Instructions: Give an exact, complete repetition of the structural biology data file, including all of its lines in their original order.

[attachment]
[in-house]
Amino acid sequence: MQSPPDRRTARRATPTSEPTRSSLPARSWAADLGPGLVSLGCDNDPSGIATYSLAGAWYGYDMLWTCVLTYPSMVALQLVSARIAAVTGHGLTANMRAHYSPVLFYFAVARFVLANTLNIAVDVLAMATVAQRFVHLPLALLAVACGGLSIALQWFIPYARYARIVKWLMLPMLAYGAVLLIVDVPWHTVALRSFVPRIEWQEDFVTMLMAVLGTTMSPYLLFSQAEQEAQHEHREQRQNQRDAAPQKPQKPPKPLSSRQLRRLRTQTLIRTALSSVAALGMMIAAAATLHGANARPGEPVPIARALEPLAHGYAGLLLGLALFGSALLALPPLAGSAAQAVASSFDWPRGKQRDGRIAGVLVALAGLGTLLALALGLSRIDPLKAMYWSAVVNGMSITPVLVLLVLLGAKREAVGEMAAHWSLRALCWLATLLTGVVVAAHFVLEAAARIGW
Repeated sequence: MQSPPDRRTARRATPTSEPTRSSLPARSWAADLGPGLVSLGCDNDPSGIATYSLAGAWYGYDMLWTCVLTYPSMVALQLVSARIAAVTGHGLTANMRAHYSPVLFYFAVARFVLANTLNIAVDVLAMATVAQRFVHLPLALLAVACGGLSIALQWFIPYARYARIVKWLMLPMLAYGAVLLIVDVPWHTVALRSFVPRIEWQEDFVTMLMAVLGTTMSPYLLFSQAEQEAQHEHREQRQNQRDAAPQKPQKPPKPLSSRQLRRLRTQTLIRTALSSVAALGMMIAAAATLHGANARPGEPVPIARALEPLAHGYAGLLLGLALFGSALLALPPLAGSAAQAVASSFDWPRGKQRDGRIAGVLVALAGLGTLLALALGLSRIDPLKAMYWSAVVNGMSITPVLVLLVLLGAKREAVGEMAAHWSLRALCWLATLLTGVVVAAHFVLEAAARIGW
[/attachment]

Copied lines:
[in-house]
Amino acid sequence: MQSPPDRRTARRATPTSEPTRSSLPARSWAADLGPGLVSLGCDNDPSGIATYSLAGAWYGYDMLWTCVLTYPSMVALQLVSARIAAVTGHGLTANMRAHYSPVLFYFAVARFVLANTLNIAVDVLAMATVAQRFVHLPLALLAVACGGLSIALQWFIPYARYARIVKWLMLPMLAYGAVLLIVDVPWHTVALRSFVPRIEWQEDFVTMLMAVLGTTMSPYLLFSQAEQEAQHEHREQRQNQRDAAPQKPQKPPKPLSSRQLRRLRTQTLIRTALSSVAALGMMIAAAATLHGANARPGEPVPIARALEPLAHGYAGLLLGLALFGSALLALPPLAGSAAQAVASSFDWPRGKQRDGRIAGVLVALAGLGTLLALALGLSRIDPLKAMYWSAVVNGMSITPVLVLLVLLGAKREAVGEMAAHWSLRALCWLATLLTGVVVAAHFVLEAAARIGW
Repeated sequence: MQSPPDRRTARRATPTSEPTRSSLPARSWAADLGPGLVSLGCDNDPSGIATYSLAGAWYGYDMLWTCVLTYPSMVALQLVSARIAAVTGHGLTANMRAHYSPVLFYFAVARFVLANTLNIAVDVLAMATVAQRFVHLPLALLAVACGGLSIALQWFIPYARYARIVKWLMLPMLAYGAVLLIVDVPWHTVALRSFVPRIEWQEDFVTMLMAVLGTTMSPYLLFSQAEQEAQHEHREQRQNQRDAAPQKPQKPPKPLSSRQLRRLRTQTLIRTALSSVAALGMMIAAAATLHGANARPGEPVPIARALEPLAHGYAGLLLGLALFGSALLALPPLAGSAAQAVASSFDWPRGKQRDGRIAGVLVALAGLGTLLALALGLSRIDPLKAMYWSAVVNGMSITPVLVLLVLLGAKREAVGEMAAHWSLRALCWLATLLTGVVVAAHFVLEAAARIGW